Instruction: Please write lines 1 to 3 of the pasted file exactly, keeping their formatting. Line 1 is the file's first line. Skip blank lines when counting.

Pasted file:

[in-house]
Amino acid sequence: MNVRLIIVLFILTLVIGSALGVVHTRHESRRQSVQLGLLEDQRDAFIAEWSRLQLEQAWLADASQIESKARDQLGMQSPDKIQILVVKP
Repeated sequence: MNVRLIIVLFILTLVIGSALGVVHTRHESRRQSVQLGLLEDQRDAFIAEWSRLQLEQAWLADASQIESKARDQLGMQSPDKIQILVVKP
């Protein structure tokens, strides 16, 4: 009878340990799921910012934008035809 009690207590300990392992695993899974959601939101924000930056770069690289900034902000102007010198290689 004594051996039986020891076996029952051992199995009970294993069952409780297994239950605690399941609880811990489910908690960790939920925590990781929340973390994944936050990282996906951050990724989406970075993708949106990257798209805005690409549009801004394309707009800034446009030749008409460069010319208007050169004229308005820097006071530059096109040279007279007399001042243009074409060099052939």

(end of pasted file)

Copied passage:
[in-house]
Amino acid sequence: MNVRLIIVLFILTLVIGSALGVVHTRHESRRQSVQLGLLEDQRDAFIAEWSRLQLEQAWLADASQIESKARDQLGMQSPDKIQILVVKP
Repeated sequence: MNVRLIIVLFILTLVIGSALGVVHTRHESRRQSVQLGLLEDQRDAFIAEWSRLQLEQAWLADASQIESKARDQLGMQSPDKIQILVVKP